Wonderful Outlook or Being Negative?

It’s a special thing to have written a book that touches people’s lives. When a friend wanted to read Grief: The Great Yearning, I thought it would be uncomfortable for both of us afterward — it is such a personal book, where I turn myself inside out to show the truth of me and my grief, that I wasn’t sure a fledgling friendship could hold up under those powerful revelations, but my fears were unwarranted. She was able to see herself in many of the situations, and was able to understand some of what she has been feeling but was never able to put into words. And she thinks I’m not only a wonderful writer but an incredible person.

Oddly, as much as I appreciate her esteem, (and as much as I wanted to say eagerly, “tell me more!”) I don’t feel as if her opinion of me has anything to do with me.

SayingOnce a long time ago, I saw a plaque, “What others think of you is none of your business.” I thought it a silly saying because of course, what others think of you is your business. What a child thinks of his parents is often a key to his emotional health, so what the child thinks of his parents is definitely the parents’ business. If you are in a romantic relationship, a marriage, or some other long-term coupling, what your loved one thinks of you is your business. If you think yours is a love match and the other only lusts after you or your money, you need to know that so you can make informed decisions about your future. If someone hates you enough to want to harm you, then definitely that is your business.

I often think of that saying now when I get a compliment or a rare insult. If one person thinks I have a wonderful outlook on life and another thinks I am being negative . . . well, the truth probably lies somewhere in between. So neither opinion is truly my business. It is their business what they think of me, just as it is my business what I think of them. It’s not that I think hurtful things, but so often, the things I like or enjoy about someone are the very things they hate about themselves and they would be appalled I noticed their charming (and not so charming) peccadilloes.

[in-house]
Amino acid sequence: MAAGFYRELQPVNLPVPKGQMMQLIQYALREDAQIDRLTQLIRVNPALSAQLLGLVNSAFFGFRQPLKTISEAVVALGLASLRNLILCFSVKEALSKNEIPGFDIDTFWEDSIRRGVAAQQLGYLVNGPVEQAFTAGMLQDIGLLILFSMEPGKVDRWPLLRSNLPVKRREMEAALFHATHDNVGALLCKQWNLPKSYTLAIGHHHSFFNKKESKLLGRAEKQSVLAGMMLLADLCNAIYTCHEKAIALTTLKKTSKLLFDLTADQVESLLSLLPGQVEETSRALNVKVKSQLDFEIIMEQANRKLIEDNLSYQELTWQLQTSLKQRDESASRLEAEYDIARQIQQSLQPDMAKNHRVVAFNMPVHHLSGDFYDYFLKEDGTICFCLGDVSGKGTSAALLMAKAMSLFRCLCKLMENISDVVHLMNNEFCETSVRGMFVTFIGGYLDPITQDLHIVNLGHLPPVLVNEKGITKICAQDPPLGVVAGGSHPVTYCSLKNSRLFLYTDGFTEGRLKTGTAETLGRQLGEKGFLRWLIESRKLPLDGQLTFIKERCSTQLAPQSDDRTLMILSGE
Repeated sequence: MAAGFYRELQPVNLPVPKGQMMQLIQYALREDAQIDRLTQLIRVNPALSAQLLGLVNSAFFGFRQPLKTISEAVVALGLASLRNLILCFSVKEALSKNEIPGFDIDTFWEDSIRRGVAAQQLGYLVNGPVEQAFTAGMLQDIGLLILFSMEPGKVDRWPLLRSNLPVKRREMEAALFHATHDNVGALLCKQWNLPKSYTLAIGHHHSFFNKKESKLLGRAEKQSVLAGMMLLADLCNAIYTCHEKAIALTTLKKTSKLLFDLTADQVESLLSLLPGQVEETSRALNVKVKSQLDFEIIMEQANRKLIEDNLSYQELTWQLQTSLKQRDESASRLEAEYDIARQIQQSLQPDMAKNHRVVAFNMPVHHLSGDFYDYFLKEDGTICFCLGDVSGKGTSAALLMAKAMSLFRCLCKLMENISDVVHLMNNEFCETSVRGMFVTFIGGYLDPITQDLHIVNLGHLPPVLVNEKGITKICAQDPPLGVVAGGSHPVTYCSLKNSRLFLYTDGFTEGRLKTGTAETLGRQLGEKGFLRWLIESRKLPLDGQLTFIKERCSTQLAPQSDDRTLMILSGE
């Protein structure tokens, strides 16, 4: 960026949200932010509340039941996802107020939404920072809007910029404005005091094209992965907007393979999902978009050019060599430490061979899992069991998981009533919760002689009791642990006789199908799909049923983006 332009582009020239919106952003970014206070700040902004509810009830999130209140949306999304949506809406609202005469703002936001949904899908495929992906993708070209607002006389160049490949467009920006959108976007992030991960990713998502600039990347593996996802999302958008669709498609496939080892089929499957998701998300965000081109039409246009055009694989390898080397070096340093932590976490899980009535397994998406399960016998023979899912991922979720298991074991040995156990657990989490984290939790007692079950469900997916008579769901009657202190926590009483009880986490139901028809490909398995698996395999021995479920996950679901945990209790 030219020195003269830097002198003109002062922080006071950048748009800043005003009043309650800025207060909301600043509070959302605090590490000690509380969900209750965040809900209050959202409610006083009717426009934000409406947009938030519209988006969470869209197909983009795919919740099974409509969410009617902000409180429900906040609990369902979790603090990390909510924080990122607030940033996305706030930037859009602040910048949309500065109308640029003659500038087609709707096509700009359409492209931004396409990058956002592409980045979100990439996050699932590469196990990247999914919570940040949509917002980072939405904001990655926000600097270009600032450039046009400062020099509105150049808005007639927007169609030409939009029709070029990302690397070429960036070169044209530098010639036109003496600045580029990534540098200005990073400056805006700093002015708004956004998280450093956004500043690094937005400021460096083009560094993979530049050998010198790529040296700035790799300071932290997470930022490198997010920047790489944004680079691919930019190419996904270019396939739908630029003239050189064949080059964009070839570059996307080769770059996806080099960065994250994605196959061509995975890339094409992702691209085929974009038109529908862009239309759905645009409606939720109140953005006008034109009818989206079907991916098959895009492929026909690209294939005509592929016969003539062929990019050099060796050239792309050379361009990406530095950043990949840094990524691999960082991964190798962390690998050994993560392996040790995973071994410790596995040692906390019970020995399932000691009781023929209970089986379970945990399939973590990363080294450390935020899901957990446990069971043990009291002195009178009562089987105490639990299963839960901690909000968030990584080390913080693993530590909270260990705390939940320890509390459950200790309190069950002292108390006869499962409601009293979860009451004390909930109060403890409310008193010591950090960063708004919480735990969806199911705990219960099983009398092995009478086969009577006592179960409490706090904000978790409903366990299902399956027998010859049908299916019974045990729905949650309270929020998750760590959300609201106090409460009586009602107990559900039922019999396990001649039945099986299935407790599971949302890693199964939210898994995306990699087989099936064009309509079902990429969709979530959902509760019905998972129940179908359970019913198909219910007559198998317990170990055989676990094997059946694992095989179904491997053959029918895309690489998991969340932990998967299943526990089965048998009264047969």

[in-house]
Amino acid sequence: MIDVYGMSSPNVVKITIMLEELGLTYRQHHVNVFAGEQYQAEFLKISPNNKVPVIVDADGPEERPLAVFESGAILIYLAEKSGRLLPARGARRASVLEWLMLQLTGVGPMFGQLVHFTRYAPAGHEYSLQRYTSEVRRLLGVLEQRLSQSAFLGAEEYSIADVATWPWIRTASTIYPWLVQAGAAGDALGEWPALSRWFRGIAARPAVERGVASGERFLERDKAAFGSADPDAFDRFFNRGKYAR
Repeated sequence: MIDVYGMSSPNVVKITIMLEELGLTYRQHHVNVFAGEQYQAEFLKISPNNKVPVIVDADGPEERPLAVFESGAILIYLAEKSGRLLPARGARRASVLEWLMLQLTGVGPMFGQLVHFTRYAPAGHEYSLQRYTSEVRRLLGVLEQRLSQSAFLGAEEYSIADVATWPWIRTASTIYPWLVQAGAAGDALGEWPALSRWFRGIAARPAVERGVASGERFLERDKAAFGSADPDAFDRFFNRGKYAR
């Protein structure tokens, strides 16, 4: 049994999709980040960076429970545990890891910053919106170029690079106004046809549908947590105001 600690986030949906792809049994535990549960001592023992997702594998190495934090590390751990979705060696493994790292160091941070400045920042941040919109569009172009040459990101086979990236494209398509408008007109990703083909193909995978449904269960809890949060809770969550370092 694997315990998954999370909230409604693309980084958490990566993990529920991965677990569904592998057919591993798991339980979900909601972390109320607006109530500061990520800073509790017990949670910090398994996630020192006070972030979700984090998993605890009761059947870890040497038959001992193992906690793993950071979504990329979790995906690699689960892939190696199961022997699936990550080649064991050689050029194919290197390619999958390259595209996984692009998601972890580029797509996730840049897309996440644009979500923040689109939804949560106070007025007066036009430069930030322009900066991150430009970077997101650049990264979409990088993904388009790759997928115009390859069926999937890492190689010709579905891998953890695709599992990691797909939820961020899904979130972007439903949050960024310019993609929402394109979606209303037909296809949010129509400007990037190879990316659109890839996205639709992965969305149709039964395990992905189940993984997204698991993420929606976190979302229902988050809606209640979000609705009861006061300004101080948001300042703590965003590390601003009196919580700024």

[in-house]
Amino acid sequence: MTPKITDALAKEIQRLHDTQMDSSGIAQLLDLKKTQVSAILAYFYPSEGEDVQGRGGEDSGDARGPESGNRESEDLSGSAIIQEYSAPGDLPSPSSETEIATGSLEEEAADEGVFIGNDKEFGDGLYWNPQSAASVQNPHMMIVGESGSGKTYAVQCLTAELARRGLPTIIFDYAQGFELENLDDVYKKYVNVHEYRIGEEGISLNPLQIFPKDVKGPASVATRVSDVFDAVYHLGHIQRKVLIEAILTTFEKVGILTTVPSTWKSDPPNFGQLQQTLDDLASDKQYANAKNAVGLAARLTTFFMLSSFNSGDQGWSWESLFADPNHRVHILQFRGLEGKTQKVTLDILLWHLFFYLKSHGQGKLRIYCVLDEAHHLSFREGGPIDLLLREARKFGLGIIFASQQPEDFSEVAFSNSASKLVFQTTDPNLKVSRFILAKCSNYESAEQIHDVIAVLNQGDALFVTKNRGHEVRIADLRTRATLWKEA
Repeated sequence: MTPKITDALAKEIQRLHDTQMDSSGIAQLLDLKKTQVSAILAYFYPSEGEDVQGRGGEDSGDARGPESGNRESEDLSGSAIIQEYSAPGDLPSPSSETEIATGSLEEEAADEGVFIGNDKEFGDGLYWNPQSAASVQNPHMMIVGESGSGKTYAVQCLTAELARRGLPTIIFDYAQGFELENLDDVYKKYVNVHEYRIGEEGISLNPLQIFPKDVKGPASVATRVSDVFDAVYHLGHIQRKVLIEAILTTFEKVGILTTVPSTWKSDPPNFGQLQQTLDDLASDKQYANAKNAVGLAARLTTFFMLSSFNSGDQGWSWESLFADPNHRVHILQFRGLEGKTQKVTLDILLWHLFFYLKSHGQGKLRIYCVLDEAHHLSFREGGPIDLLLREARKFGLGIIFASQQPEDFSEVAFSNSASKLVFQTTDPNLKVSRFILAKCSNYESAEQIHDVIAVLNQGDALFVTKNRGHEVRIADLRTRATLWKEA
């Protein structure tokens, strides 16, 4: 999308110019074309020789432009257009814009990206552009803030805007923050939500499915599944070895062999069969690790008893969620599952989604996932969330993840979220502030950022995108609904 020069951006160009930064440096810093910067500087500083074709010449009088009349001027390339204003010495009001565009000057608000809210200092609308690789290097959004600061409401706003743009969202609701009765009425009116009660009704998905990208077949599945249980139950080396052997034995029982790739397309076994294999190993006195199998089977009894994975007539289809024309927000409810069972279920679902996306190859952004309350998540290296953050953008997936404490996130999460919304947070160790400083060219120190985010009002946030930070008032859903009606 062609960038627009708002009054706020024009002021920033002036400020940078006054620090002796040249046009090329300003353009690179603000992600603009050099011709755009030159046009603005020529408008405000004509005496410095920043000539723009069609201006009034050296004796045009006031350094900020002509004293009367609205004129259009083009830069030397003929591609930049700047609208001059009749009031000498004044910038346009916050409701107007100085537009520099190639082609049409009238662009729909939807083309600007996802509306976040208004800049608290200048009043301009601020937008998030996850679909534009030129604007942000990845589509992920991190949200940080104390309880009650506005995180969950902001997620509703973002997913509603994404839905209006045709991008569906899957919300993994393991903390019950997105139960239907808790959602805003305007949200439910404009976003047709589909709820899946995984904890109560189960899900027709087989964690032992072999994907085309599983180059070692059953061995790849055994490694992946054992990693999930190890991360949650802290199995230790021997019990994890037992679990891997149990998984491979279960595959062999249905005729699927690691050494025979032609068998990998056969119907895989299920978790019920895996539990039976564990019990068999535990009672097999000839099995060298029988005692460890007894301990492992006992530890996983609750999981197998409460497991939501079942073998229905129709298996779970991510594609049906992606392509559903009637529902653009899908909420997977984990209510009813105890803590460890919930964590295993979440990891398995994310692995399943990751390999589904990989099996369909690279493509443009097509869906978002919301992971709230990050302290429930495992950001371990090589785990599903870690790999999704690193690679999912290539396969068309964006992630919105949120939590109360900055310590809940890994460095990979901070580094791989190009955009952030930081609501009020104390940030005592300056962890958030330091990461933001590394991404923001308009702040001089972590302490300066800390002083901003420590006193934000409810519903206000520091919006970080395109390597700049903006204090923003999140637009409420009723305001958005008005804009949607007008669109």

We can’t live our lives trying to figure out what others think of us and then work our life around their opinions. We have to consider what we think of us and live life accordingly. Conversely, we often feel the need to tell others what we think of them — simply to help them, of course — but if what we think of them is none of their business, we might as well keep our opinions to ourselves. (And perhaps save a friendship in the process.)

Still, it is nice to get a compliment, and it is especially nice when the compliment concerns such a special book as Grief: The Great Yearning.


Pat Bertram is the author of the suspense novels Light Bringer, More Deaths Than One, A Spark of Heavenly Fire, and Daughter Am I. Bertram is also the author of Grief: The Great Yearning, “an exquisite book, wrenching to read, and at the same time full of profound truths.” Connect with Pat on Google+. Like Pat on Facebook.

7 Responses to “Wonderful Outlook or Being Negative?”

  1. Wanda Says:

    I happen to love that saying and I agree with it completely. It’s taken me a long time to adopt it as part of my philosophy. I slip from time to time and try to change my attitude or whatever to improve another’s view of myself. Sooner or later I remind myself that their opinion is their’s alone.

    While some of your scenarios are reasonable, parents should care how their child views them in an objective way, for instance, I think on the whole the saying is a good one.

    I think you’re an amazing writer, I’ve loved all of your books. While I haven’t ever suffered the grief you have suffered with I’ve also never felt the depth of love and attachment you have felt either. Your ways of expressing your feelings have brought a lot of comfort to those who share those feelings.